I witnessed a life-saving surgery on a 13-year-old wolf. Veterinarians worked for two hours to save his life. Thirteen is very old for a wolf. Zoos do care for their animals, and do what they can to keep them strong and healthy.

“These animals are simply meant to ­entertain,” claims “The Modern Zoo.” That too is false. At the Cleveland Metro­parks Zoo, animals are never forced to do anything for the sake of visitors’ entertainment. We believe in positive animal/ ­human interaction. Zoo staff never force or coerce an animal due to this policy.

The author of “The Modern Zoo” is ­obviously very passionate in his opinion about zoos. I am also very passionate. I have not written this to personally attack him. Rather, I am simply stating facts. “The Modern Zoo” paints zoos as cruel, inhumane facilities, but it is both unfair and untrue to claim this about all of them. Many have state-of-the-art veterinary ­facilities and work hard to save endangered species.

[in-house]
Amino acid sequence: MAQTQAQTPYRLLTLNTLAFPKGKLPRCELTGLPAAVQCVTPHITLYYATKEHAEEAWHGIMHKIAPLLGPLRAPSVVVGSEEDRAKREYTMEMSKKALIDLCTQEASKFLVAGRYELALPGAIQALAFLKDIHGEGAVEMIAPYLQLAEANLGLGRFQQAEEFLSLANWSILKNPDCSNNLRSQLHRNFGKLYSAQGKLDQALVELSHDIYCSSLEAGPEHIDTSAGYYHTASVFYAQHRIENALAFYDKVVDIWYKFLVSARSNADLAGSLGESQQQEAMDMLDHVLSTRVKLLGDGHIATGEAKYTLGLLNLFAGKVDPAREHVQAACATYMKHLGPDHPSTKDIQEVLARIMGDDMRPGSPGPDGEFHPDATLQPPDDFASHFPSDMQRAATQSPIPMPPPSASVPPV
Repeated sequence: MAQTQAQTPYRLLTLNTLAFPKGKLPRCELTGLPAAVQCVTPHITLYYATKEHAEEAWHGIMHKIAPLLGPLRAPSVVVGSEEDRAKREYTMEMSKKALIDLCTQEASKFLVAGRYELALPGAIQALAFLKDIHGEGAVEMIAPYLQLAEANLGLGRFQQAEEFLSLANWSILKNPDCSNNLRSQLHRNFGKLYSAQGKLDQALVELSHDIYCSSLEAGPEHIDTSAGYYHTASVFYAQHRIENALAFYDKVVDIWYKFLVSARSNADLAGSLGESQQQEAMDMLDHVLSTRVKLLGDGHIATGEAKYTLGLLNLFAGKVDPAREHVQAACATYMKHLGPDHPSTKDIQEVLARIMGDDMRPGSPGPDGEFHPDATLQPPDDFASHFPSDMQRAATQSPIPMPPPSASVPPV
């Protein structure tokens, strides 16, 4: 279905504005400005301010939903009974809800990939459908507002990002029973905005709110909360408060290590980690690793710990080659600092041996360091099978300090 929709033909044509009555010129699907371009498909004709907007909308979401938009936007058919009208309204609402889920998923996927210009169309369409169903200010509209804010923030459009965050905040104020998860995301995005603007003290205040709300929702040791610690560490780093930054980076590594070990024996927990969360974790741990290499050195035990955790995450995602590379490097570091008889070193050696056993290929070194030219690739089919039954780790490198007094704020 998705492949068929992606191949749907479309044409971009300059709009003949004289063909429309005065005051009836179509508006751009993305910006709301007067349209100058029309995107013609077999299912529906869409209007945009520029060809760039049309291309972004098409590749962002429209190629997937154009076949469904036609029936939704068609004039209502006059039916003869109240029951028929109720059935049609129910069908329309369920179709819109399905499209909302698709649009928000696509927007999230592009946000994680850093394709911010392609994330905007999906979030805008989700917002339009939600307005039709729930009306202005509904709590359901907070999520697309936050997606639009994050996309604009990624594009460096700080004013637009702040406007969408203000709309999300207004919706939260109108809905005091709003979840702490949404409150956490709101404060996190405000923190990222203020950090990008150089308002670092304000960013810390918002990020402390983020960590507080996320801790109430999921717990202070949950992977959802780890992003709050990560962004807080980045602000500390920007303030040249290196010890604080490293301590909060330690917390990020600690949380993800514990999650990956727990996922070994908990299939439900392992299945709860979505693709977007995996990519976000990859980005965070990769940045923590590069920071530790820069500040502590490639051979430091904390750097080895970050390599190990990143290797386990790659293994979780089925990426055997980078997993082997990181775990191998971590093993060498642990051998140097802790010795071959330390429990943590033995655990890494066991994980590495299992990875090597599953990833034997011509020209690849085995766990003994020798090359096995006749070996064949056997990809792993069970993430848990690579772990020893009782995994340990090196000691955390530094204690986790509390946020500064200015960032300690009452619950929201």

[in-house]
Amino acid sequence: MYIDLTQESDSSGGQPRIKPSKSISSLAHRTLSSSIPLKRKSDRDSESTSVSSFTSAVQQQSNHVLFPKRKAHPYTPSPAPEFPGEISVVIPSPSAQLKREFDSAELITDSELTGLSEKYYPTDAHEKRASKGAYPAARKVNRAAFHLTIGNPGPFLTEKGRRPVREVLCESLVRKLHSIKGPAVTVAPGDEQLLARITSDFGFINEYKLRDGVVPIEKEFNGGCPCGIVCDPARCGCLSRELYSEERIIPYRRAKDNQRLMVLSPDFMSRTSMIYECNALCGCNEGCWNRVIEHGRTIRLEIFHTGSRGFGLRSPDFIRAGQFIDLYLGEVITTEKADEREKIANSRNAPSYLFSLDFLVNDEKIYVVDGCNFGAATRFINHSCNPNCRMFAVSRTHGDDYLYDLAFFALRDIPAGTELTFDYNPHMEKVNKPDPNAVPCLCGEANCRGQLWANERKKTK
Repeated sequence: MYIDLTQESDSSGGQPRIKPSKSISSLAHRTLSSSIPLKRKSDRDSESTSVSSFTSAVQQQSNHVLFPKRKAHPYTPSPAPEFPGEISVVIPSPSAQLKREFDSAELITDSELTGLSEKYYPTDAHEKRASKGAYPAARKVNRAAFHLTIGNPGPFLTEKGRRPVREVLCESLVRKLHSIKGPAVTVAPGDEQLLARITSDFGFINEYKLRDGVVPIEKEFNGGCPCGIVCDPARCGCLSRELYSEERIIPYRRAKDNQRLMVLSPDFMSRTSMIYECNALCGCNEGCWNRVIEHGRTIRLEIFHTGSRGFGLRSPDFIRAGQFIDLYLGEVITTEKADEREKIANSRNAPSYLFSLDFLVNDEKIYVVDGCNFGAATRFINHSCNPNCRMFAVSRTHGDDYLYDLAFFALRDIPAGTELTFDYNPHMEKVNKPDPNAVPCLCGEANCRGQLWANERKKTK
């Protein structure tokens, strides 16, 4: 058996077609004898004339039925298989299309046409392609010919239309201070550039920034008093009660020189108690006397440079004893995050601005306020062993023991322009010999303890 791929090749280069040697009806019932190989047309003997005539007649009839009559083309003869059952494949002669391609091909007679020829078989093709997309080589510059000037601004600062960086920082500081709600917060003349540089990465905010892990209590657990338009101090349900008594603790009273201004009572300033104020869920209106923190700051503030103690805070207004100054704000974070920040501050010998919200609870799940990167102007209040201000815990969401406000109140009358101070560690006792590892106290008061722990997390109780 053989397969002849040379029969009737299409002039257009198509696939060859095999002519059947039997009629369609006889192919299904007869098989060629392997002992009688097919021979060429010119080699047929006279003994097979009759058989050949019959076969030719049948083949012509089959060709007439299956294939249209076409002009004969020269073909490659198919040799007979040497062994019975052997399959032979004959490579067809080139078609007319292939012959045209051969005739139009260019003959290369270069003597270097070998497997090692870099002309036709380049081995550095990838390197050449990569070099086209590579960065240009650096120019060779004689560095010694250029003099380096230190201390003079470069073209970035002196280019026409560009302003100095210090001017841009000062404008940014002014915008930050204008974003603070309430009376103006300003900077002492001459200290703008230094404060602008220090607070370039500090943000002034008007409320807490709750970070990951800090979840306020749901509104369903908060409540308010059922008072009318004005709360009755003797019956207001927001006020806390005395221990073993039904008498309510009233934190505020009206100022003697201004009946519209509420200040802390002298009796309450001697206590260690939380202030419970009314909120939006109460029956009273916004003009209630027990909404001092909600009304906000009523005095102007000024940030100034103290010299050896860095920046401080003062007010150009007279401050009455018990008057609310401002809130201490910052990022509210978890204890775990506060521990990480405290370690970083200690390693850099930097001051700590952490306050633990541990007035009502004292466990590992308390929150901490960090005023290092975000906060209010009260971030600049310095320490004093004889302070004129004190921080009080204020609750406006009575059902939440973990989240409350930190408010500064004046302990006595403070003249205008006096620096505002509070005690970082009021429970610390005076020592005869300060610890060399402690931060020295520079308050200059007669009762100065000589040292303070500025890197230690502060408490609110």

I hope that readers will see that zoos seek to protect and save endangered species, as well as educate and encourage the public to do the same.

This work has been published in the Teen Ink monthly print magazine. This piece has been published in Teen Ink’s monthly print magazine.





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bookmouseThis teenager is a 'regular' and has contributed a lot of work, comments and/or forum posts, and has received many votes and high ratings over a long period of time. said...
today at 6:01 pm:
Your article is well written and is closer to what I know about zoos than "The Modern Zoo." It was a great example of the format of persuasive writing my classes are working on in history and English. There are zoos which need improvement, but it is nice to see that there are so many others setting a good example. :)
 
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BelievebelugaThis teenager is a 'regular' and has contributed a lot of work, comments and/or forum posts, and has received many votes and high ratings over a long period of time. This work has been published in the Teen Ink monthly print magazine. said...
Apr. 18 at 3:00 pm: